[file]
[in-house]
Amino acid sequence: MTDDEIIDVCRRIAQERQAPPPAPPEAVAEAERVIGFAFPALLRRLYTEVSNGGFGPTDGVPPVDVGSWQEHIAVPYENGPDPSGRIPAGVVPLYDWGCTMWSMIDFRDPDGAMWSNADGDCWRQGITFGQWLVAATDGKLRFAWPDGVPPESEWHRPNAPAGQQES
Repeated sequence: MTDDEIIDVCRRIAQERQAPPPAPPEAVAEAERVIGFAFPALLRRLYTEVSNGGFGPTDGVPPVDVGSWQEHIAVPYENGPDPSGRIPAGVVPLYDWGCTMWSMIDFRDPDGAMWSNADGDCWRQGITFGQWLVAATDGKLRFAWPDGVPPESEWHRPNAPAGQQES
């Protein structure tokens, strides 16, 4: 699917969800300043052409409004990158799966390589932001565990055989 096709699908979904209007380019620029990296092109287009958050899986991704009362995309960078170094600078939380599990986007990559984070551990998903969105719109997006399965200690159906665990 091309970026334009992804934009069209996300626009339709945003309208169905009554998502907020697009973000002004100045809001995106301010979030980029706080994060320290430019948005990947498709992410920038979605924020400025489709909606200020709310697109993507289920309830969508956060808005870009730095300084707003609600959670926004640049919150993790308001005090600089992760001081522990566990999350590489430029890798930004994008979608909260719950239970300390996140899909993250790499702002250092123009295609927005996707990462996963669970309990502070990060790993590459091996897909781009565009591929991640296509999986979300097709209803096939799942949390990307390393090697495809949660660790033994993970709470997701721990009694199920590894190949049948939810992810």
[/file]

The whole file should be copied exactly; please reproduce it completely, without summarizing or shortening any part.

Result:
[in-house]
Amino acid sequence: MTDDEIIDVCRRIAQERQAPPPAPPEAVAEAERVIGFAFPALLRRLYTEVSNGGFGPTDGVPPVDVGSWQEHIAVPYENGPDPSGRIPAGVVPLYDWGCTMWSMIDFRDPDGAMWSNADGDCWRQGITFGQWLVAATDGKLRFAWPDGVPPESEWHRPNAPAGQQES
Repeated sequence: MTDDEIIDVCRRIAQERQAPPPAPPEAVAEAERVIGFAFPALLRRLYTEVSNGGFGPTDGVPPVDVGSWQEHIAVPYENGPDPSGRIPAGVVPLYDWGCTMWSMIDFRDPDGAMWSNADGDCWRQGITFGQWLVAATDGKLRFAWPDGVPPESEWHRPNAPAGQQES
């Protein structure tokens, strides 16, 4: 699917969800300043052409409004990158799966390589932001565990055989 096709699908979904209007380019620029990296092109287009958050899986991704009362995309960078170094600078939380599990986007990559984070551990998903969105719109997006399965200690159906665990 091309970026334009992804934009069209996300626009339709945003309208169905009554998502907020697009973000002004100045809001995106301010979030980029706080994060320290430019948005990947498709992410920038979605924020400025489709909606200020709310697109993507289920309830969508956060808005870009730095300084707003609600959670926004640049919150993790308001005090600089992760001081522990566990999350590489430029890798930004994008979608909260719950239970300390996140899909993250790499702002250092123009295609927005996707990462996963669970309990502070990060790993590459091996897909781009565009591929991640296509999986979300097709209803096939799942949390990307390393090697495809949660660790033994993970709470997701721990009694199920590894190949049948939810992810």